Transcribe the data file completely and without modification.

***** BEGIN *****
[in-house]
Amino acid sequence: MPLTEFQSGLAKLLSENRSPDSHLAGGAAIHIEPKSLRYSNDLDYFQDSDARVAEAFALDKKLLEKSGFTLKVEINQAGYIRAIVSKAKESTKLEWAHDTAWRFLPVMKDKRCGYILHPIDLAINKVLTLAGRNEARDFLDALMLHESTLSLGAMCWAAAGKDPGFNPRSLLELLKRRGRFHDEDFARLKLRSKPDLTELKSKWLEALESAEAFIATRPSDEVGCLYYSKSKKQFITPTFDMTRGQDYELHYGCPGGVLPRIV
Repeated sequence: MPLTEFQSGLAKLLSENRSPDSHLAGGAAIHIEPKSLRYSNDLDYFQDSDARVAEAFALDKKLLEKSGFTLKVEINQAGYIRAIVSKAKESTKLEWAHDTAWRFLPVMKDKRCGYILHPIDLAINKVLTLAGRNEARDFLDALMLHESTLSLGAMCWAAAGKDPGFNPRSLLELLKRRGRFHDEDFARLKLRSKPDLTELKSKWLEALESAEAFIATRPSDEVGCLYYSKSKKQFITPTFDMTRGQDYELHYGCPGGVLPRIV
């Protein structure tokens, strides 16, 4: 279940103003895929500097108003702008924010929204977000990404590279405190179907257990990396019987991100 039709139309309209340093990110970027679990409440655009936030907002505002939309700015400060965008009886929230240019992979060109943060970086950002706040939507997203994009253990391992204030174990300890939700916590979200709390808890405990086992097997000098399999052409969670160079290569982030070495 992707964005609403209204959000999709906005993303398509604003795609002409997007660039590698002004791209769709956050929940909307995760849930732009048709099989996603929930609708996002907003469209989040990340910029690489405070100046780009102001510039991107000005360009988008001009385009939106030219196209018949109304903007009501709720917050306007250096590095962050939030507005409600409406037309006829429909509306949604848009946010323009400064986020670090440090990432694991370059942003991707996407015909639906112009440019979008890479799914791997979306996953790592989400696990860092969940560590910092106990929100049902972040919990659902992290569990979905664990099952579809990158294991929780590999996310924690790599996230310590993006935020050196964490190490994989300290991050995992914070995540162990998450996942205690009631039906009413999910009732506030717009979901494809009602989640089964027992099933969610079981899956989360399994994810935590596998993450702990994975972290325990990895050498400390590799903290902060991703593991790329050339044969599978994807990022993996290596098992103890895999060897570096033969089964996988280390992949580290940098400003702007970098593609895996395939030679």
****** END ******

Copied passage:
[in-house]
Amino acid sequence: MPLTEFQSGLAKLLSENRSPDSHLAGGAAIHIEPKSLRYSNDLDYFQDSDARVAEAFALDKKLLEKSGFTLKVEINQAGYIRAIVSKAKESTKLEWAHDTAWRFLPVMKDKRCGYILHPIDLAINKVLTLAGRNEARDFLDALMLHESTLSLGAMCWAAAGKDPGFNPRSLLELLKRRGRFHDEDFARLKLRSKPDLTELKSKWLEALESAEAFIATRPSDEVGCLYYSKSKKQFITPTFDMTRGQDYELHYGCPGGVLPRIV
Repeated sequence: MPLTEFQSGLAKLLSENRSPDSHLAGGAAIHIEPKSLRYSNDLDYFQDSDARVAEAFALDKKLLEKSGFTLKVEINQAGYIRAIVSKAKESTKLEWAHDTAWRFLPVMKDKRCGYILHPIDLAINKVLTLAGRNEARDFLDALMLHESTLSLGAMCWAAAGKDPGFNPRSLLELLKRRGRFHDEDFARLKLRSKPDLTELKSKWLEALESAEAFIATRPSDEVGCLYYSKSKKQFITPTFDMTRGQDYELHYGCPGGVLPRIV
């Protein structure tokens, strides 16, 4: 279940103003895929500097108003702008924010929204977000990404590279405190179907257990990396019987991100 039709139309309209340093990110970027679990409440655009936030907002505002939309700015400060965008009886929230240019992979060109943060970086950002706040939507997203994009253990391992204030174990300890939700916590979200709390808890405990086992097997000098399999052409969670160079290569982030070495 992707964005609403209204959000999709906005993303398509604003795609002409997007660039590698002004791209769709956050929940909307995760849930732009048709099989996603929930609708996002907003469209989040990340910029690489405070100046780009102001510039991107000005360009988008001009385009939106030219196209018949109304903007009501709720917050306007250096590095962050939030507005409600409406037309006829429909509306949604848009946010323009400064986020670090440090990432694991370059942003991707996407015909639906112009440019979008890479799914791997979306996953790592989400696990860092969940560590910092106990929100049902972040919990659902992290569990979905664990099952579809990158294991929780590999996310924690790599996230310590993006935020050196964490190490994989300290991050995992914070995540162990998450996942205690009631039906009413999910009732506030717009979901494809009602989640089964027992099933969610079981899956989360399994994810935590596998993450702990994975972290325990990895050498400390590799903290902060991703593991790329050339044969599978994807990022993996290596098992103890895999060897570096033969089964996988280390992949580290940098400003702007970098593609895996395939030679």